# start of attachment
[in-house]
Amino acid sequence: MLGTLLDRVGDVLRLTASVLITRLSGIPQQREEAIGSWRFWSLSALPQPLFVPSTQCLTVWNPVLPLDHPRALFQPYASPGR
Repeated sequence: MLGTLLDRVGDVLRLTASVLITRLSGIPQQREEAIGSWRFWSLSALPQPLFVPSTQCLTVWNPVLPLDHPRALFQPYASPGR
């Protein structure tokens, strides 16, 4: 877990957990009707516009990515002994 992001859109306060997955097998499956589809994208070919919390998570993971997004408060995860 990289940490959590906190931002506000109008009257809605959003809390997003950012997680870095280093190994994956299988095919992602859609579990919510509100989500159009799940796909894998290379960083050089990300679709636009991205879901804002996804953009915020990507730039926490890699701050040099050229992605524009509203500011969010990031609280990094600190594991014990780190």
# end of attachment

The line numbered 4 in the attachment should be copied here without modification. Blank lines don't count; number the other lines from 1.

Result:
């Protein structure tokens, strides 16, 4: 877990957990009707516009990515002994 992001859109306060997955097998499956589809994208070919919390998570993971997004408060995860 990289940490959590906190931002506000109008009257809605959003809390997003950012997680870095280093190994994956299988095919992602859609579990919510509100989500159009799940796909894998290379960083050089990300679709636009991205879901804002996804953009915020990507730039926490890699701050040099050229992605524009509203500011969010990031609280990094600190594991014990780190």